People in U.S, UK Getting More Compassionate Towards Immigrants: Survey

As many as 47 per cent people in the United Kingdom felt that legal immigrants should become UK citizens.


People in countries like the United States and United Kingdom are becoming more compassionate towards refugees and immigrants, an annual public opinion study revealed on May 10.

As many as 61 per cent respondents in the United States feel that legally established immigrants should be able to become citizens of their country in 2018, the survey, titled “2018 Aurora Humanitarian Index,” showed. On the other hand, 47 per cent respondents in the United Kingdom this year felt that legal immigrants should become UK citizens, as against last year’s figure of 37 per cent. This shows an increasing sympathy towards immigrants, the report said.

The findings show that the UK government’s policies on immigration do not have an effect on public opinion, according to experts.

“Policymakers always cite public opinion for why they want to be tough on immigration, but really it’s pretty clear that in a lot of cases it’s just justifying a policy they want to pursue anyway. I would hope that government policy might change to build on the kernel of positive findings here,” Dr Omar Khan, director of race equality think tank, Runnymede Trust, was quoted as saying by the Independent.

The survey was conducted between March and April 2018 in 12 countries, including France, Germany, Japan, Armenia, and Russia, with over 1,000 respondents and a total of 10,844 online interviews.

According to the report, war or risk of war is seen as a top cause leading people to leave their home globally, with 52 per cent respondents perceiving it as the top reason, while 20 per cent saw terrorism as a reason. Other reasons like hunger and forced labor were also seen as causes.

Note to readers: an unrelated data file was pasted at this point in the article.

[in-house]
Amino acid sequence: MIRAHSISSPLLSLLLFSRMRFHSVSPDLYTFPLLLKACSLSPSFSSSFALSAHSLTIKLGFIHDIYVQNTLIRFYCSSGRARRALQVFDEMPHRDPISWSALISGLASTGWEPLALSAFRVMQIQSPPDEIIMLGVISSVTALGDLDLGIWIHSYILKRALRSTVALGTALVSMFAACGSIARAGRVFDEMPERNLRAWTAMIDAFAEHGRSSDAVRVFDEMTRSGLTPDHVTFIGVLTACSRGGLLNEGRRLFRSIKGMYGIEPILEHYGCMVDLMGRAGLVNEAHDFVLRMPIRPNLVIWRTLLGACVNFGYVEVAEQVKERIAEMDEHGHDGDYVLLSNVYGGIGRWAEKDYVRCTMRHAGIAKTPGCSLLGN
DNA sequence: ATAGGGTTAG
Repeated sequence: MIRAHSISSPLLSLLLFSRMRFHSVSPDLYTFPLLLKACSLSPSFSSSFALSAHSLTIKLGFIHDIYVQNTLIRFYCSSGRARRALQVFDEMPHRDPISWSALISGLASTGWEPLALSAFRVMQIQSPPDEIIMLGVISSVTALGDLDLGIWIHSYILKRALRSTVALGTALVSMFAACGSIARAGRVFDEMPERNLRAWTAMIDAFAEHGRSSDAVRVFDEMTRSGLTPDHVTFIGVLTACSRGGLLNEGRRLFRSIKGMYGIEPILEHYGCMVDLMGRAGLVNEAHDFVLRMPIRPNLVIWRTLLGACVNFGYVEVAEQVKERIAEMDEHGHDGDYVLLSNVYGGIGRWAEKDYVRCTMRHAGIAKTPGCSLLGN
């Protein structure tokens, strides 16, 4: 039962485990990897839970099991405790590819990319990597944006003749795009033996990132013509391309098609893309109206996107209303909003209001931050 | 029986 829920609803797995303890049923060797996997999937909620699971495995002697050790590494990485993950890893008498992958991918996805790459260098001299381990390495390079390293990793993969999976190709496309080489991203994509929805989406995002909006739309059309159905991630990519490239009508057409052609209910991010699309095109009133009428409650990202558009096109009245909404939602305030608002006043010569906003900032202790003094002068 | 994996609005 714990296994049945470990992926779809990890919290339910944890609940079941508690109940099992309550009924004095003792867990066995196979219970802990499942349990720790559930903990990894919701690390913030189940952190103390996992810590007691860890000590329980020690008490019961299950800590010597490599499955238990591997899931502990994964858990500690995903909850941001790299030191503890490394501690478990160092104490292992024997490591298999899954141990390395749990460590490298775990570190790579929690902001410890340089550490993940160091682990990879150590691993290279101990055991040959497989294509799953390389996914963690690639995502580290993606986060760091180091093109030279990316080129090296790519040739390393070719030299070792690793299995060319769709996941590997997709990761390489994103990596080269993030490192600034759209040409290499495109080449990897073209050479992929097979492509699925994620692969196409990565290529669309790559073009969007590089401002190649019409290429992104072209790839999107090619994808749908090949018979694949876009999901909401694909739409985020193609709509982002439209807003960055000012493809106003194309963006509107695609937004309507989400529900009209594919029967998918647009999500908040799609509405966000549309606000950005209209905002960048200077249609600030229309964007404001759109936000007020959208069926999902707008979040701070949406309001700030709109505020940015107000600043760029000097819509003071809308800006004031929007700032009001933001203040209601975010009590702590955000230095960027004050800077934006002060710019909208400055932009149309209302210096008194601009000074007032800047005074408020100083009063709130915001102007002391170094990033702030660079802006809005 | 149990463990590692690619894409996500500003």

“The Humanitarian Index gives some hints as to what might be done: Classic media still enjoy quite a lot of trust, but many people would like a more diverse coverage on global migration issues,” Steffen Angenendt, the head of the Global Issues Division German Institute for International and Security Affairs (SWP), said in the study.

As many as 74 per cent people agree that that NGOs and governments should work together to avoid the forced migration crisis from taking place, with 71 per cent people agreeing that NGOs can make a real difference if they receive the right support from governments.

Terrorism still dominates as the most pressing global humanitarian challenge that people are facing now, with 58 per cent respondents citing the issue as the topmost challenge, as compared to 63 per cent in 2017. Forced migration is down by 8 points at 34 per cent this year, as compared to last year, as a pressing humanitarian challenge.

The study also gave details about public opinion on the refugee crisis. “Children have become humanitarian collateral damage. Though children are at tremendous risk, people largely underestimate the proportion of the next generation impacted by the crisis,” it said.

The annual survey is conducted across multiple countries and its findings are presented each year during the Aurora Dialogues, an international platform for discussions among leading experts in the humanitarian community.

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